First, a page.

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Food Network show looking for your favorite outrageous food

A new show is currently in production for the Food Network focusing on Outrageous Food. We are looking for your favorite outrageous unique eating spots. Big, bold, spicy and unique. We're also looking for unique sweets. Thank you all for any suggestions!

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  1. If you can find one of those Korean places that serves live chopped up octopus tentacles (that grab you as you try to eat them), then you'll definitely have at least ONE episode covered!

      1. re: Encinitan

        Thank you! I did see one of those Korean places featured on Chef vs. City. That was pretty crazy. I'll take a look at Cliffhanger. Thanks again!

        1. re: kb1818

          Wal Mi Do on Convoy serves sannakji, but I find the dish to be too chewy and flavorless.

      2. Maybe you’d appreciate a farm-to-table place like the Linkery, which features an amazing desert called a Lardo Ice Cream sandwich. It’s house made ice cream with bacon and other cool stuff. Here’s a photo and description: http://lardoicecreamsandwich.com
        Also, the Linkery has a new “gastro-cantina” called El Take It Easy, which features “fear factor foods” like sweet & sour chicken heads, rabbit taquitos, octopus tostadas, and lots of goat meat dishes. Check out the menu: http://eltakeiteasy.com/menu.html

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        Linkery
        3794 30th St, San Diego, CA 92104

        El Take It Easy
        3926 30th St, San Diego, CA 92104

         
        5 Replies
        1. re: Maxmdwinter

          Goat, rabbit and octopus is "fear factor food" ?

            1. re: honkman

              I certainly fear eating chicken heads

              1. re: MrKrispy

                somehow chicken heads, fish heads and other "heads" isn't that outrageous to me...

              2. re: honkman

                My mom would have killed on the food portion of the fear factor. Half the stuff on the show was regular fare for her.Lets just say a few times I've dug through her fridge and have almost flat out dropped some containers after opening them ... Ewww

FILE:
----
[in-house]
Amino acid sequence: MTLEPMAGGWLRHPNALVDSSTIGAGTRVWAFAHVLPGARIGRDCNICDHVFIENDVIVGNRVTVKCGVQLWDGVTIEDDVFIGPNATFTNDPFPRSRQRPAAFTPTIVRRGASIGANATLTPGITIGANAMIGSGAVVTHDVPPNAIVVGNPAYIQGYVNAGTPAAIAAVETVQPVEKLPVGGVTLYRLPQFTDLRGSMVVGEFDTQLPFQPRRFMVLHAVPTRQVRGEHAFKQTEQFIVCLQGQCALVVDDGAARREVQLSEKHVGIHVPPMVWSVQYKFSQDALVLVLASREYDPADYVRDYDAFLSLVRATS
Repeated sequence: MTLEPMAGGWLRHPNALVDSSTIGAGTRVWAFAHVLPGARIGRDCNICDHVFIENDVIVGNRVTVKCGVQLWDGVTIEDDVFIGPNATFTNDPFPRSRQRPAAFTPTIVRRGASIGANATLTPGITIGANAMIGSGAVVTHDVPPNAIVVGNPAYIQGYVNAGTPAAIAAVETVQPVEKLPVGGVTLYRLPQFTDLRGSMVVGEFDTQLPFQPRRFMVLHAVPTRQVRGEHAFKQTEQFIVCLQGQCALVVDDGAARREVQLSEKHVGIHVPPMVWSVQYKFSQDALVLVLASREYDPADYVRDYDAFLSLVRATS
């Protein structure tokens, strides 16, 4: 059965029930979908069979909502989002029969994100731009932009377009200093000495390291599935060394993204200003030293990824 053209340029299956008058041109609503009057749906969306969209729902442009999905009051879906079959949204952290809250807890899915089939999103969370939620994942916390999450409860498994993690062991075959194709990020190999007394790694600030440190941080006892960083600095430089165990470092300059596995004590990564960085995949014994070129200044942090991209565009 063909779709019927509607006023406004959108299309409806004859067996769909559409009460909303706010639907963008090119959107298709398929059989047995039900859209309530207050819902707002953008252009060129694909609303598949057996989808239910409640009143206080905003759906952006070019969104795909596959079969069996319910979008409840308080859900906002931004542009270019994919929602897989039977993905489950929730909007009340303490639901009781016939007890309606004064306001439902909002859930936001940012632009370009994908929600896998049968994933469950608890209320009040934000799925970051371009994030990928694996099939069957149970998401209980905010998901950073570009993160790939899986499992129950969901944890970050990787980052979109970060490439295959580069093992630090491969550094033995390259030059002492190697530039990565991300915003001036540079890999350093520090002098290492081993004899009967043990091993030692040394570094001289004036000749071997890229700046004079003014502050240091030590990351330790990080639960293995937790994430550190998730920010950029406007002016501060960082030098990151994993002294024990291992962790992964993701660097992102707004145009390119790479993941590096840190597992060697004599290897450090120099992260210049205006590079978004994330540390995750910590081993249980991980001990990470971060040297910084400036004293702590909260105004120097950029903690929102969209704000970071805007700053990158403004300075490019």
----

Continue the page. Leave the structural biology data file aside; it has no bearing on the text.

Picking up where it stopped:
Have you guys had grilled duck heads? Delicious. They sell packages of duck heads at the asian markets.

            2. I've got a unique sweet for you. It's a beverage I originally encountered at a fair booth during an event at Redland Fruit and Spice Park (great name, yes?) in Miami-Dade County, Florida. It was being vended as "Bahamian Iced Tea". I have since come to understand it was a variation on what is known in Jamaica as "Sorrel" (unrelated to Rumex acetosa AKA French Sorrel), a typical Christmastime treat, sometimes drunk with rum added. It is also a much more spiced-up, less sweet, and complex version of a soft drink sold in Mexico as "Jamaica".

              While there are undoubtedly numerous 'family secret' variations on the recipe, the main ingredient is the dried base of a flower from a species called Hibiscus sabdariffa. It has a cranberry-like tart flavor, but with no cranberry-like bitter note. Rather it has a somewhat fuller-tasting earthy quality. Another significant ingredient is going to be fresh ginger. In addition, there will be sweet spices added such as Allspice (ubiquitous in Jamaica), Cinnamon, or Clove. There is also a bark extract known as Mauby (slightly root beer-like, with a slightly licorice-like flavor note) that may be added. And it must be sweetened.

              While in Jamaica it may be associated more with Christmas, I suspect that has more to do with the elaborate preparation than the flavor, because it makes an outstanding iced refresher perfect for summer. It is also wonderful as a hot beverage. And, if one is in a celebratory mood, a little "overproof" rum can be added.